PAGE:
As Adam Kashmiry chats away describing his established life in Glasgow and newly found bug for acting, it’s hard to imagine him as a young and confused transgender man, in a country where exile was his only choice.
Worlds apart from his life in Egypt, Adam found himself in Glasgow with a new-found refugee status in 2012. As we chat, Adam explains the series of unlikely events that led to his story being heard by thousands, touching lives and propelling the voice of the transgender community.
New to Scotland and on a mission to meet new people, he volunteered as part of a Scottish Refugee Council show called Here We Stay. He took part in a modest performance, which he describes as “small and simple, none of us were professional or anything” in celebration of asylum seekers and refugee’s life stories in Glasgow. Although he was reluctant to attend the event at the time, he reflects today on how glad he is that he made that decision back in 2012.
It was at this event that it all started for Adam. In a performance of just 5 minutes speaking about his life, Adam caught the eye of award-winning director, Cora Bissett. “She was really touched by what I said” he explains. Cora expressed interest in bringing Adam’s story to life, in a production with The Scottish National Theatre.
Having previously rejected offers for documentaries of his life, with no interest in making it a narcissistic memoir, Adam describes how Cora’s vision for the production appealed to his own way of thinking. Both wanted to shine a spotlight on the whole community through a real-life story. The story of Adam is the transgender battle across borders and genders.
He stresses that the production isn’t a pity Adam show, although the struggle of identity and themes of transgender and asylum are portrayed through his character, he describes how there is so much more than just Adam behind the play. “There’s loads of us,” he says, “Adam was just the face of a problem.”
For this reason, director Cora Bissett came up with the idea of a virtual choir uniquely incorporated into the play. The voices of around 140 transgender and non-binary people contribute to the magic of the play, with voices from Russia, Germany, America, and The Middle East coming together with a united front, as the faces of a huge community. The choir projects the message that as a transgender you are not alone, as Adam once felt he was.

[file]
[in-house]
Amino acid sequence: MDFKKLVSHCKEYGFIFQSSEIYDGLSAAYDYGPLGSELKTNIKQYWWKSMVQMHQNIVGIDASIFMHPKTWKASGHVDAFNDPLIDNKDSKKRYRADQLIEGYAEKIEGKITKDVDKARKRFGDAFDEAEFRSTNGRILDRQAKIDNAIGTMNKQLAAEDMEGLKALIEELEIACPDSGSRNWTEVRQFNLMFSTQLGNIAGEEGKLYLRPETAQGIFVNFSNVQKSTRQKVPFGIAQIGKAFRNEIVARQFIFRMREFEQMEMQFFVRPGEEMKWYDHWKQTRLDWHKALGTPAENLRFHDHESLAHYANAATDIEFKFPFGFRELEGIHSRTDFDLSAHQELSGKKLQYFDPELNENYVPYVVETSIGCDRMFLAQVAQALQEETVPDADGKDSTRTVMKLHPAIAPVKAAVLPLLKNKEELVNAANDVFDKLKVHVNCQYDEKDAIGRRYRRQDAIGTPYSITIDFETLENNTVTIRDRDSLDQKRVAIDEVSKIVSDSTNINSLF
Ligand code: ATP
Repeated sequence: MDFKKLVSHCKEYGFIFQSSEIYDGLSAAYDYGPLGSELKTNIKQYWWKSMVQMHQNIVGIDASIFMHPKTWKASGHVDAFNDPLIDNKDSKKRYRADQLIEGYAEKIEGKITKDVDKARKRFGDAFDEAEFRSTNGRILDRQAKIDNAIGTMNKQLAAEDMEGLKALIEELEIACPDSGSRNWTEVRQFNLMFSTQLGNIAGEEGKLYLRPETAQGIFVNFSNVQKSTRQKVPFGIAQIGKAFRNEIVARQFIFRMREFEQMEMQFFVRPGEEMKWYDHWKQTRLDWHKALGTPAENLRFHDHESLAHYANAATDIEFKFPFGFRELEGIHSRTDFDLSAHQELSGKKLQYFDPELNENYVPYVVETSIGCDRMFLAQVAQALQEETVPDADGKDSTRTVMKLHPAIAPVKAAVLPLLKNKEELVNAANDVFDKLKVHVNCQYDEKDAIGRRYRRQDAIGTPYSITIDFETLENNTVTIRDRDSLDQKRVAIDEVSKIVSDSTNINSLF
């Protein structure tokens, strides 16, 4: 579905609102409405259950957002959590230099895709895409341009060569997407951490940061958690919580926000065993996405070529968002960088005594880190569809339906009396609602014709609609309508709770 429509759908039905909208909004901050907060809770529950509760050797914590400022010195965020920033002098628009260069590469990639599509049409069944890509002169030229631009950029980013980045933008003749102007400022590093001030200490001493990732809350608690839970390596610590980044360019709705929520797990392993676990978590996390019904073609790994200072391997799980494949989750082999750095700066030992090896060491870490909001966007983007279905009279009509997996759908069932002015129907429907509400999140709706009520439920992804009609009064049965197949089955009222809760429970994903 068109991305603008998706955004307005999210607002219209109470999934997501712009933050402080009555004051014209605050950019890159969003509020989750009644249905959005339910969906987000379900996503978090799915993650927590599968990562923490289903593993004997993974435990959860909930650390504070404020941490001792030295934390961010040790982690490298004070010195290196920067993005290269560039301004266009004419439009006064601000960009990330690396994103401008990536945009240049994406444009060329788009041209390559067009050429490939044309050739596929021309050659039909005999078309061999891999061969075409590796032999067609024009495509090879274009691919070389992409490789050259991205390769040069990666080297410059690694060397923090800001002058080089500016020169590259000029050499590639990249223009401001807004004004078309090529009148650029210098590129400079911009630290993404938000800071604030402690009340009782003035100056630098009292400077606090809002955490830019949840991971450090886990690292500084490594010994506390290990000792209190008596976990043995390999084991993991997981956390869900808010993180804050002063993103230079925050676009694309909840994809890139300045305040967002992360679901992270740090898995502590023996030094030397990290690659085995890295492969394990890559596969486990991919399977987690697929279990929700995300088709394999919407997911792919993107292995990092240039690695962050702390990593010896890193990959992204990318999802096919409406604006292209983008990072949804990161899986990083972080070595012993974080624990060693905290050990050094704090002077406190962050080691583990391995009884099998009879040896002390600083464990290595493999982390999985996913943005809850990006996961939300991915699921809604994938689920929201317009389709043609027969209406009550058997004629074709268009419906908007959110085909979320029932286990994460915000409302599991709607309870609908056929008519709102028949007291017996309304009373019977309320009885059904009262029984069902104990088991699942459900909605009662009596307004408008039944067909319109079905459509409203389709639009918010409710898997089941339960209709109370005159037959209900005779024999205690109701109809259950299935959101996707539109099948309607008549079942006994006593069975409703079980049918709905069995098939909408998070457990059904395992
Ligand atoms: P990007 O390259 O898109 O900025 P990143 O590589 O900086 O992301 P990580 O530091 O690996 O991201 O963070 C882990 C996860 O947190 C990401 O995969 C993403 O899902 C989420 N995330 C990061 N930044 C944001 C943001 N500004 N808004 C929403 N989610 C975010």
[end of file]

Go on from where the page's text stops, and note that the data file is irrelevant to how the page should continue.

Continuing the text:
It was not a smooth sailing path from Cora and Adam’s first encounter to the finished award-winning production of Adam. He explains that for a long time he heard nothing from Cora and almost “completely forgot about it.” Over a year and a half after their first meeting, Adam received a call from Cora Bissett who now had funding for the production and wanted to bring the play to life.
With no acting background or experience, Adam was originally on the outskirts of the development of the play. He would provide his story and history, and leave the rest to the director and cast. “We agreed somehow that I would stay outside it” he explains.
However, in a twist of events, Adam was cast to play himself, in his well-received stage debut. When friends encouraged Adam to audition for the role, he was sceptical and called them crazy, but as time went on Adam asked himself “what’s really going to stop you?” After a successful audition, he was given the go ahead to self-narrate his story.
Adam describes the audience reaction as overwhelming. “People have just been so kind and so understanding.” On performing in Brighton for the first time, Adam says “I’m really excited. I’ve never been to Brighton before and I’ve heard quite a lot of stuff – good stuff not bad stuff” He jokes. “I’m kind of getting addicted to this acting thing, I’m looking forward to experiencing how the atmosphere will be.”
Adam will make its English premiere at Brighton Festival at Theatre Royal Brighton, from Wed 9 May – Sat 12 May with tickets from £10.